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domingo, 18 de octubre de 2020

Cantares by Joan Manuel Serrat



From the beginning, with guitar and bass, you can feel that harmonious and perfect sensation of entering to another dimension ... a journey begins at the same time that the song begins.

Cantares, by the Spanish Joan Manuel Serrat, opens the album "Dedicated to Antonio Machado, Poet", produced in 1969, as the name of his album says, Serrat pays homage to the exiled poet, the also Spanish, Antonio Machado Ruiz, taking some verses from “Proverbios y cantares” from the poetry book of Castilla (1912), the teacher Serrat gives shape to one of the most iconic songs in the Spanish language.

A protest song? A song that expressed the feelings of those who suffered oppression and exile during the Franco regime, as lived by Antonio Machaco himself, who died in Collioure, France and that is why Serrat adds “the poet died far from home, he is covering by the dust of a neighboring country ”.

I came across a review of Songs that started like this:

"All Spanish speakers reading this should already be aware that Cantares is a masterpiece."

Almost like an order, well what else, we are Spanish speakers and with pride we should know the musical jewels that we have. It could not have started it any other way, Cantares was a protest in its time, perhaps unintentional, but those of us who listened it we took it and appropriated it.

50 years later, Serrat continues to hypnotize us when he sings with his measured delicacy voice and Cantares continues to be a symbol that marked an era and remained forever, a musical treasure, a piece of Hispanic pride, and is currently used as a valuable educational resource in the study of the subjects of Social Sciences, Music Education, Language and Literature, and as texts for the teaching of Spanish as a foreign language.

Regarding the musical structure of Songs, it was said:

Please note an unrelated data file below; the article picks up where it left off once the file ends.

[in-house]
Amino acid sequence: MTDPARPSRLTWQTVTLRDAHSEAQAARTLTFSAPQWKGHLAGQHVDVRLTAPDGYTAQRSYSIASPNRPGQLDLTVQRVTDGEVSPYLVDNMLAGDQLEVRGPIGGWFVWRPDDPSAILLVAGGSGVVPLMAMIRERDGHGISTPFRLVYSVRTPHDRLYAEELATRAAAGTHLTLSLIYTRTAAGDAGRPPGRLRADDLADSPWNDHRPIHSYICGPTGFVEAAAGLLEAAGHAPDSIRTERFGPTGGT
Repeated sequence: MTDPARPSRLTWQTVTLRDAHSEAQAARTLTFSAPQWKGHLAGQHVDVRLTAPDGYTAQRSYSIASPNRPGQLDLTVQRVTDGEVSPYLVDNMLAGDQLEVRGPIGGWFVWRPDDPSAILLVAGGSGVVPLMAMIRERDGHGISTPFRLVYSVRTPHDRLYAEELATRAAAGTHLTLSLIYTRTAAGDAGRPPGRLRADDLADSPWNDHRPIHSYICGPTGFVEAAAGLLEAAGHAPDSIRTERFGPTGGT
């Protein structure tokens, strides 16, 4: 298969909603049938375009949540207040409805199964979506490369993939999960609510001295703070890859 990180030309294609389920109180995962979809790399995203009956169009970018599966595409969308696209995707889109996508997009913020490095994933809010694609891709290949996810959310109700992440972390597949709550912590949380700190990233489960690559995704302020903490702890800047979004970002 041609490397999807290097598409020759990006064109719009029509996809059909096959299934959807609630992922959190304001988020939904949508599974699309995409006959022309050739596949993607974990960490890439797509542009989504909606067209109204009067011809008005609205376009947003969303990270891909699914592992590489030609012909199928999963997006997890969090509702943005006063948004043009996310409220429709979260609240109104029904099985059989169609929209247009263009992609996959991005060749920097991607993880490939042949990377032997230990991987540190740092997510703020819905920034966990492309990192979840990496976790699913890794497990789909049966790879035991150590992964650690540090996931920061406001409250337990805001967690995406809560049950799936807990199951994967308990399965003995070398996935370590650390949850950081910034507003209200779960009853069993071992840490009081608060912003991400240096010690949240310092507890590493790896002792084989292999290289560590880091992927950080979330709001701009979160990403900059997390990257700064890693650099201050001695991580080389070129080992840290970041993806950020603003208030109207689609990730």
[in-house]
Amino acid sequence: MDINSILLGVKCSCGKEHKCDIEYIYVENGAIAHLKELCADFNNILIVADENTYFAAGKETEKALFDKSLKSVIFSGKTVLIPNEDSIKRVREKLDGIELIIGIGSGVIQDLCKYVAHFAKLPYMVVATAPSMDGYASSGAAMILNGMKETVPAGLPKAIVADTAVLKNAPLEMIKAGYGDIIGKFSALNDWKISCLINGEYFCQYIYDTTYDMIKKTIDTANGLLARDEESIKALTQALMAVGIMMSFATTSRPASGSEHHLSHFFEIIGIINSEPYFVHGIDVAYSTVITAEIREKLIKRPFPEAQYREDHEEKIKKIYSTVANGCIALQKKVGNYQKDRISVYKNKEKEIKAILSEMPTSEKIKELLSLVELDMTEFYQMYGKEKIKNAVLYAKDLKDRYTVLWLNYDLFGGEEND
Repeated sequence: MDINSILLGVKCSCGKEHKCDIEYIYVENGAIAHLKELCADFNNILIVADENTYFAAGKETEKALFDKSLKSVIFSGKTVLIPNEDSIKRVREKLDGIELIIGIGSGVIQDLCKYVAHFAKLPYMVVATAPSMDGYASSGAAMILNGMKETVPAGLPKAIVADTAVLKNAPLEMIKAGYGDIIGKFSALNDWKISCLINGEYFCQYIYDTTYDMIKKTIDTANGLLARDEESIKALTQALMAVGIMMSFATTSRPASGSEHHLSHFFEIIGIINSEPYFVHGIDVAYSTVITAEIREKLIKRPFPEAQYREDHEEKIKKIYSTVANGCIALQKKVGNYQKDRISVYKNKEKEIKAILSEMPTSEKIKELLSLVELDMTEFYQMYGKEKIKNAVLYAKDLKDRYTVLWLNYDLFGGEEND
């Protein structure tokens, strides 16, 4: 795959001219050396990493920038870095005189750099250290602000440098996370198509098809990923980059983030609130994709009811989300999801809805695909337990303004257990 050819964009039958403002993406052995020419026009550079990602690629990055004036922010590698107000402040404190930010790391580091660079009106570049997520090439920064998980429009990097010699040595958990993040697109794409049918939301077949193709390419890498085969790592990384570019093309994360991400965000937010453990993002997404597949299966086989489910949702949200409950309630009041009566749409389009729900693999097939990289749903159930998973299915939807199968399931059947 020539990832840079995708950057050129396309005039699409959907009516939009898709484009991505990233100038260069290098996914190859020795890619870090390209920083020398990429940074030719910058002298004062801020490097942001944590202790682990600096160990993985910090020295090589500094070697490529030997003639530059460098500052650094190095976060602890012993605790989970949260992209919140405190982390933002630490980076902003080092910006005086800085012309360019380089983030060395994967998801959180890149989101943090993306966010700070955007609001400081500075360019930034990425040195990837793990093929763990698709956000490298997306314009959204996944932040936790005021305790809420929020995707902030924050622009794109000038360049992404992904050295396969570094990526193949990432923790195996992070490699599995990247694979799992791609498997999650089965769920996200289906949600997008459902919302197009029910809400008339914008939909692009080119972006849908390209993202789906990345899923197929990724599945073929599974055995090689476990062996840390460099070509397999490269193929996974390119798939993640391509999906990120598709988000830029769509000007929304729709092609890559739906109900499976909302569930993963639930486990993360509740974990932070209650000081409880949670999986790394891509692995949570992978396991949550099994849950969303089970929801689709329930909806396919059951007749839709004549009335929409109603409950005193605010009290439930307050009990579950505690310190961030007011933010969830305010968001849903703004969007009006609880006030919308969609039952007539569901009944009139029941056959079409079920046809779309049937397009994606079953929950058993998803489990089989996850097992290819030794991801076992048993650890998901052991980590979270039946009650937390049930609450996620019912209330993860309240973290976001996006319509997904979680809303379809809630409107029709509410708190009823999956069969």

“The space suggested by the low density of arrangements in the first half of the song completes the scene, to which we quickly get used to it, but at minute 1:20, with the signal of the sweet French horn line, a transformation occurs almost imperceptible that directs the song to a much more sublime place, which is reached about twenty seconds later. This control of instrumental organization is fascinating. The color and roundness of the tone, the bronzes, is fascinating! Serrat's handling of his own vibrato is fascinating. The unhinged percussion, which we might think wouldn't fit, makes the song take on an aura of euphoria, as if something giant could awaken the slightest hint of life. "

The reviewer then closes and I can only say that I have fallen in love with the simplicity and accuracy of his description of the sensations produced by listening to Songs:

“It's hard to believe he does everything in just three minutes - it feels like a round trip to the top of Everest taking all the time in the world to appreciate each landscape. It is a moment that feels expanded in centuries of small feats still without recognition as such. 

Blow by blow. Verse by verse. Blow by blow. Verse by verse ”.

Cantares, the song of the walker who makes his way while he is walking.

We are all walkers in this world, I hope you enjoy this work of art of the Hispanic legacy,

Thank you; Machado.

Thank you; Serrat.

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